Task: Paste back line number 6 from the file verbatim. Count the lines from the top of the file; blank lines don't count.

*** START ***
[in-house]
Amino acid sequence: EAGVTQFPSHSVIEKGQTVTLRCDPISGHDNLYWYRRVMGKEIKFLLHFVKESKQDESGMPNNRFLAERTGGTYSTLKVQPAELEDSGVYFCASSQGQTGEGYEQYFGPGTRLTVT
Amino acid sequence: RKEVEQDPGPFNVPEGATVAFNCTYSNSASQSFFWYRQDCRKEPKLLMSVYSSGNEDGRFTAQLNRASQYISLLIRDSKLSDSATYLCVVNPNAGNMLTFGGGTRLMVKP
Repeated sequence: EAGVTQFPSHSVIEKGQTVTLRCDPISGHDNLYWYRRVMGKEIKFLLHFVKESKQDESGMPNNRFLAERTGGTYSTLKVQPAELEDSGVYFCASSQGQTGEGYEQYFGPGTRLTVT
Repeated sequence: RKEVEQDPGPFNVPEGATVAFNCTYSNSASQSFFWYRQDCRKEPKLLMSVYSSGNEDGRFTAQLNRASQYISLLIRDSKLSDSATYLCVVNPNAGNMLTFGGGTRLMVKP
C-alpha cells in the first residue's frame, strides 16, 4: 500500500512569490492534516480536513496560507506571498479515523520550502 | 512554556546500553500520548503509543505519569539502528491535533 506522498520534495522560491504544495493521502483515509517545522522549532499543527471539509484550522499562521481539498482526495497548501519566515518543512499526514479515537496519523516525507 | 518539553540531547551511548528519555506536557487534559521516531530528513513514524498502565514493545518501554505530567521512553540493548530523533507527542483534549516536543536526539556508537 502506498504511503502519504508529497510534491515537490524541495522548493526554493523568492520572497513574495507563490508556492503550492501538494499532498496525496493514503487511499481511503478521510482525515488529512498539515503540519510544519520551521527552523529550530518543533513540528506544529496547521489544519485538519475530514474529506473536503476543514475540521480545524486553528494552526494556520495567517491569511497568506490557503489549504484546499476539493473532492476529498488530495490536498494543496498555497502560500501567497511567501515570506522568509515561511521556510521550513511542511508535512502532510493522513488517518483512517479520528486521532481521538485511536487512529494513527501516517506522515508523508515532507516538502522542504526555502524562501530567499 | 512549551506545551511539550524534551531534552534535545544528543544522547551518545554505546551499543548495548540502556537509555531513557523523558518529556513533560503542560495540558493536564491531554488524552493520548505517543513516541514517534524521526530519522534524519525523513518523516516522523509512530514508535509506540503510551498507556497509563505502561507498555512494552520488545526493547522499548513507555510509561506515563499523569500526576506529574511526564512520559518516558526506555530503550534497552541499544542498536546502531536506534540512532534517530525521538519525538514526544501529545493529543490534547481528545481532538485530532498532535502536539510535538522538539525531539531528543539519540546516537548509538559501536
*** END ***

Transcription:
C-alpha cells in the first residue's frame, strides 16, 4: 500500500512569490492534516480536513496560507506571498479515523520550502 | 512554556546500553500520548503509543505519569539502528491535533 506522498520534495522560491504544495493521502483515509517545522522549532499543527471539509484550522499562521481539498482526495497548501519566515518543512499526514479515537496519523516525507 | 518539553540531547551511548528519555506536557487534559521516531530528513513514524498502565514493545518501554505530567521512553540493548530523533507527542483534549516536543536526539556508537 502506498504511503502519504508529497510534491515537490524541495522548493526554493523568492520572497513574495507563490508556492503550492501538494499532498496525496493514503487511499481511503478521510482525515488529512498539515503540519510544519520551521527552523529550530518543533513540528506544529496547521489544519485538519475530514474529506473536503476543514475540521480545524486553528494552526494556520495567517491569511497568506490557503489549504484546499476539493473532492476529498488530495490536498494543496498555497502560500501567497511567501515570506522568509515561511521556510521550513511542511508535512502532510493522513488517518483512517479520528486521532481521538485511536487512529494513527501516517506522515508523508515532507516538502522542504526555502524562501530567499 | 512549551506545551511539550524534551531534552534535545544528543544522547551518545554505546551499543548495548540502556537509555531513557523523558518529556513533560503542560495540558493536564491531554488524552493520548505517543513516541514517534524521526530519522534524519525523513518523516516522523509512530514508535509506540503510551498507556497509563505502561507498555512494552520488545526493547522499548513507555510509561506515563499523569500526576506529574511526564512520559518516558526506555530503550534497552541499544542498536546502531536506534540512532534517530525521538519525538514526544501529545493529543490534547481528545481532538485530532498532535502536539510535538522538539525531539531528543539519540546516537548509538559501536